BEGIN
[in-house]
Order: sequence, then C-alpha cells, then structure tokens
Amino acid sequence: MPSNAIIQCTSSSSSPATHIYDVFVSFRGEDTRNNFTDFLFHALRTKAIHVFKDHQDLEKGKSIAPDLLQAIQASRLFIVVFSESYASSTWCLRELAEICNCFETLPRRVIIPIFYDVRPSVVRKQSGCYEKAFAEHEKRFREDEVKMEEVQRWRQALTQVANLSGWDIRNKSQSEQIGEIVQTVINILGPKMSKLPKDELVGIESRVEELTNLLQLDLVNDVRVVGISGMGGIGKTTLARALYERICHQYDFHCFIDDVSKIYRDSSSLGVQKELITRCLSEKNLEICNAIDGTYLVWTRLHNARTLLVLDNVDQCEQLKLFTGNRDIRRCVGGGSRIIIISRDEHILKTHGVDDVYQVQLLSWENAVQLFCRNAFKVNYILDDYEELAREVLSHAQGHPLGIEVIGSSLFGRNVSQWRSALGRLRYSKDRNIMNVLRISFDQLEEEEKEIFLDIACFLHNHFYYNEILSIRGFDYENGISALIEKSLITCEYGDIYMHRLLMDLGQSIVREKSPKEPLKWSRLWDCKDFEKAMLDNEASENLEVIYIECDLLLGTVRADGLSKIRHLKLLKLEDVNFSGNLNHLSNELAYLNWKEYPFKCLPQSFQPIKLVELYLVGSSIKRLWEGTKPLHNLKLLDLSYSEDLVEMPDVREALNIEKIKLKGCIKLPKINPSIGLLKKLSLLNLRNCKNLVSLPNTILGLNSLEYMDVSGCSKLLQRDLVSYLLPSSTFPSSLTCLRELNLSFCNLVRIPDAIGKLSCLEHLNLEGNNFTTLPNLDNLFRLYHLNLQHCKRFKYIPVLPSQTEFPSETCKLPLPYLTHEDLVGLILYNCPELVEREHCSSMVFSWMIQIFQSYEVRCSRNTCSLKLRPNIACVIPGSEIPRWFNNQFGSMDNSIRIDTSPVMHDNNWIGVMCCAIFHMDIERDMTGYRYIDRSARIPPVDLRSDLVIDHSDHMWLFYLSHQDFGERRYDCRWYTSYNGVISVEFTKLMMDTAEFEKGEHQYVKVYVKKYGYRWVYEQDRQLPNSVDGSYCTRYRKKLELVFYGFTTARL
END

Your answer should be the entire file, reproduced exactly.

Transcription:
[in-house]
Order: sequence, then C-alpha cells, then structure tokens
Amino acid sequence: MPSNAIIQCTSSSSSPATHIYDVFVSFRGEDTRNNFTDFLFHALRTKAIHVFKDHQDLEKGKSIAPDLLQAIQASRLFIVVFSESYASSTWCLRELAEICNCFETLPRRVIIPIFYDVRPSVVRKQSGCYEKAFAEHEKRFREDEVKMEEVQRWRQALTQVANLSGWDIRNKSQSEQIGEIVQTVINILGPKMSKLPKDELVGIESRVEELTNLLQLDLVNDVRVVGISGMGGIGKTTLARALYERICHQYDFHCFIDDVSKIYRDSSSLGVQKELITRCLSEKNLEICNAIDGTYLVWTRLHNARTLLVLDNVDQCEQLKLFTGNRDIRRCVGGGSRIIIISRDEHILKTHGVDDVYQVQLLSWENAVQLFCRNAFKVNYILDDYEELAREVLSHAQGHPLGIEVIGSSLFGRNVSQWRSALGRLRYSKDRNIMNVLRISFDQLEEEEKEIFLDIACFLHNHFYYNEILSIRGFDYENGISALIEKSLITCEYGDIYMHRLLMDLGQSIVREKSPKEPLKWSRLWDCKDFEKAMLDNEASENLEVIYIECDLLLGTVRADGLSKIRHLKLLKLEDVNFSGNLNHLSNELAYLNWKEYPFKCLPQSFQPIKLVELYLVGSSIKRLWEGTKPLHNLKLLDLSYSEDLVEMPDVREALNIEKIKLKGCIKLPKINPSIGLLKKLSLLNLRNCKNLVSLPNTILGLNSLEYMDVSGCSKLLQRDLVSYLLPSSTFPSSLTCLRELNLSFCNLVRIPDAIGKLSCLEHLNLEGNNFTTLPNLDNLFRLYHLNLQHCKRFKYIPVLPSQTEFPSETCKLPLPYLTHEDLVGLILYNCPELVEREHCSSMVFSWMIQIFQSYEVRCSRNTCSLKLRPNIACVIPGSEIPRWFNNQFGSMDNSIRIDTSPVMHDNNWIGVMCCAIFHMDIERDMTGYRYIDRSARIPPVDLRSDLVIDHSDHMWLFYLSHQDFGERRYDCRWYTSYNGVISVEFTKLMMDTAEFEKGEHQYVKVYVKKYGYRWVYEQDRQLPNSVDGSYCTRYRKKLELVFYGFTTARL